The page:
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Risograph printing, 2022

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Young people in Taiwan and abroad cannot afford housing.

We belong to a ghost generation, lost in the empty space between low wages and high housing prices, floating from job to job, rental apartment to rental apartment, haunting a world we were promised as children but later found it is out of our reach.

Considering the traditional Taiwanese ritual of burning paper houses for the ancestors, this artwork asks the question: shouldn’t we burn paper houses for the young ghosts too?


These paper houses, designed via 3D architectural software and printed using Risography, are ready to fold and burn. Inside, tiny furniture, doors and windows are reminiscent of one's childhood dollhouses. Similarly, the houses, when displayed in their original state, not yet cut and folded, resemble the back of cereal boxes we'd look at every morning during our childhood, which could be cut out and folded into models of cars or planes. Not quite childlike, the artwork thus carries a shadow of playful nostalgia which, when confronted with the gravity of a paper house burning ritual originally destined to the ancestors, makes its generational aspect even more salient. Promises were erased by the passage of time, leaving the young unable to fulfill their dreams.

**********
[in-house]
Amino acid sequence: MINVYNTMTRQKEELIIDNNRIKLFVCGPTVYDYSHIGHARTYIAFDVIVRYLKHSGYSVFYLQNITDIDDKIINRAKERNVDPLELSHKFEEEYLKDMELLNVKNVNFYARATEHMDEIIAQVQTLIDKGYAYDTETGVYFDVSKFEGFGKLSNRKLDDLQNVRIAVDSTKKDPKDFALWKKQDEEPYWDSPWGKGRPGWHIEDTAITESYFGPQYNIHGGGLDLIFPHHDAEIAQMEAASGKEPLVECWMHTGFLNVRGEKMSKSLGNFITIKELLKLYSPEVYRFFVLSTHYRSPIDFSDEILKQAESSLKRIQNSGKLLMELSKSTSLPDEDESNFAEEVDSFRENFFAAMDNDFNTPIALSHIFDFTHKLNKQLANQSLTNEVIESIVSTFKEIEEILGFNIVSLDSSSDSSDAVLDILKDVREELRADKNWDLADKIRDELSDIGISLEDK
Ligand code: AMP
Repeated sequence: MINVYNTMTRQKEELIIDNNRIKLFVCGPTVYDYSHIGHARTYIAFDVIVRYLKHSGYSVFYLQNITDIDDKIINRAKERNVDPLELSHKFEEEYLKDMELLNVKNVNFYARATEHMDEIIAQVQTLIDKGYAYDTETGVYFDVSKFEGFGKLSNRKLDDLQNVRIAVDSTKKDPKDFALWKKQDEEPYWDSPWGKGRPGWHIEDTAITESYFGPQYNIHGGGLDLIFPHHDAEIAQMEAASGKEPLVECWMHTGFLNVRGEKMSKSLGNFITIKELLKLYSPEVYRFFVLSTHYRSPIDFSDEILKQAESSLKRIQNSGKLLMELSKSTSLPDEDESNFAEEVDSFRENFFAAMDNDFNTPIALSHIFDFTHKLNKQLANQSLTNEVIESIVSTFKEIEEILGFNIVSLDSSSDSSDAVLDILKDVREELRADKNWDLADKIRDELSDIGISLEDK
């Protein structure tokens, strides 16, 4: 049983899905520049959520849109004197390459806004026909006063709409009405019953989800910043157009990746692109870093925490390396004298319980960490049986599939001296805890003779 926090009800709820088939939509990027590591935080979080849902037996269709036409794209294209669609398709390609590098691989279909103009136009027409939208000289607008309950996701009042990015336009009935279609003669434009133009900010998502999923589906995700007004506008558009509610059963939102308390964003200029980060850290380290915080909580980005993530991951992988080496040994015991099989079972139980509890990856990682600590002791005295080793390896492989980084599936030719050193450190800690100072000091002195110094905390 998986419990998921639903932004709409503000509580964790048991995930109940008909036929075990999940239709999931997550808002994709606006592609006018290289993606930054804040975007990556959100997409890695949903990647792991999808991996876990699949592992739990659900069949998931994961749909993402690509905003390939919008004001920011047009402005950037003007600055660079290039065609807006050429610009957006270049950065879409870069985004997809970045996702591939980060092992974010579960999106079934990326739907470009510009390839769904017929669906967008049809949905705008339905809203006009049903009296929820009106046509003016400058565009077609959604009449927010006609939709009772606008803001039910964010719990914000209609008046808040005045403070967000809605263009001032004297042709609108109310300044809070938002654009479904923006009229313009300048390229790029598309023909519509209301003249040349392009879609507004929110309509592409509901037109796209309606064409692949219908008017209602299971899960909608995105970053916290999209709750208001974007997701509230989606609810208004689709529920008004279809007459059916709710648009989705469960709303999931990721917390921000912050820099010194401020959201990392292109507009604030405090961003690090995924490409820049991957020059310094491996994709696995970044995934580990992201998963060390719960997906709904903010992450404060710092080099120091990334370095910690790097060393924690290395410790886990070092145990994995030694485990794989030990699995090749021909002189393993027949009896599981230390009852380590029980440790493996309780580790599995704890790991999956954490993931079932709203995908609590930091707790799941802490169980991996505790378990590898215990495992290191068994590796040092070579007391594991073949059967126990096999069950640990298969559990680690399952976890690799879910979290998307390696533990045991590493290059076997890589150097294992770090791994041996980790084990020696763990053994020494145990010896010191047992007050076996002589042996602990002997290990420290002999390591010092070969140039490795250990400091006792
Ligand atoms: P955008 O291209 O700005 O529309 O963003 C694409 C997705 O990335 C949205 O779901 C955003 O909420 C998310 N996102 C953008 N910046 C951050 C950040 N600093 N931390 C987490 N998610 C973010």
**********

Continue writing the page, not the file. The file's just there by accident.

The paper burning ritual is traditionally seen as way of bridging the material world with the immaterial world of the deceased through a plume of smoke and ashes. This artwork turns the process inside out, showing that the market world, a system of belief where housing is left to market speculation, is in itself a smokescreen, a simulacrum turning an entire generation into ghosts, unhoused, forever lacking a sense of place.

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